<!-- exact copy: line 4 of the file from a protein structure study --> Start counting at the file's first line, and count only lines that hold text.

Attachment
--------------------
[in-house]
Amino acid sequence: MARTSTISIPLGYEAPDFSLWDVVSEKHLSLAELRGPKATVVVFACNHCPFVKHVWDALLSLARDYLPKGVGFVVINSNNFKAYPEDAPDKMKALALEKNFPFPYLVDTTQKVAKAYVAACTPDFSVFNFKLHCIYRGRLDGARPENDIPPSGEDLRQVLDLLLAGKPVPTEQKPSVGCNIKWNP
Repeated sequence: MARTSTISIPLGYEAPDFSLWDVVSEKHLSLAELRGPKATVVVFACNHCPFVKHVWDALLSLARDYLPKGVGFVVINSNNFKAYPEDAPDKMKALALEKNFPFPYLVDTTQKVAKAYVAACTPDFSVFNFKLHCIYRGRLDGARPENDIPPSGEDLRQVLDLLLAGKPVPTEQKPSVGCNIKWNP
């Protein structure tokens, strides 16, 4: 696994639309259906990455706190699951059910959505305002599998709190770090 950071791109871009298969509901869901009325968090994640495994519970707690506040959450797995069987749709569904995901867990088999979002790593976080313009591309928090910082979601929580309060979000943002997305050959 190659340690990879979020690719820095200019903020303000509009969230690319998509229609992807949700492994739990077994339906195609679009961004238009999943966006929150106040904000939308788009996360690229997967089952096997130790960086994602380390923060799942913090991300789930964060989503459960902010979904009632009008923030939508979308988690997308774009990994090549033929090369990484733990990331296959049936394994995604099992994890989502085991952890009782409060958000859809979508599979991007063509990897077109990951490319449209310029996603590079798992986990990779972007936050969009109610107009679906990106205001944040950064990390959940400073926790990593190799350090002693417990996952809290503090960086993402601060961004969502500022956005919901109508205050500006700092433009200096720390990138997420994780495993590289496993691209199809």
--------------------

């Protein structure tokens, strides 16, 4: 696994639309259906990455706190699951059910959505305002599998709190770090 950071791109871009298969509901869901009325968090994640495994519970707690506040959450797995069987749709569904995901867990088999979002790593976080313009591309928090910082979601929580309060979000943002997305050959 190659340690990879979020690719820095200019903020303000509009969230690319998509229609992807949700492994739990077994339906195609679009961004238009999943966006929150106040904000939308788009996360690229997967089952096997130790960086994602380390923060799942913090991300789930964060989503459960902010979904009632009008923030939508979308988690997308774009990994090549033929090369990484733990990331296959049936394994995604099992994890989502085991952890009782409060958000859809979508599979991007063509990897077109990951490319449209310029996603590079798992986990990779972007936050969009109610107009679906990106205001944040950064990390959940400073926790990593190799350090002693417990996952809290503090960086993402601060961004969502500022956005919901109508205050500006700092433009200096720390990138997420994780495993590289496993691209199809």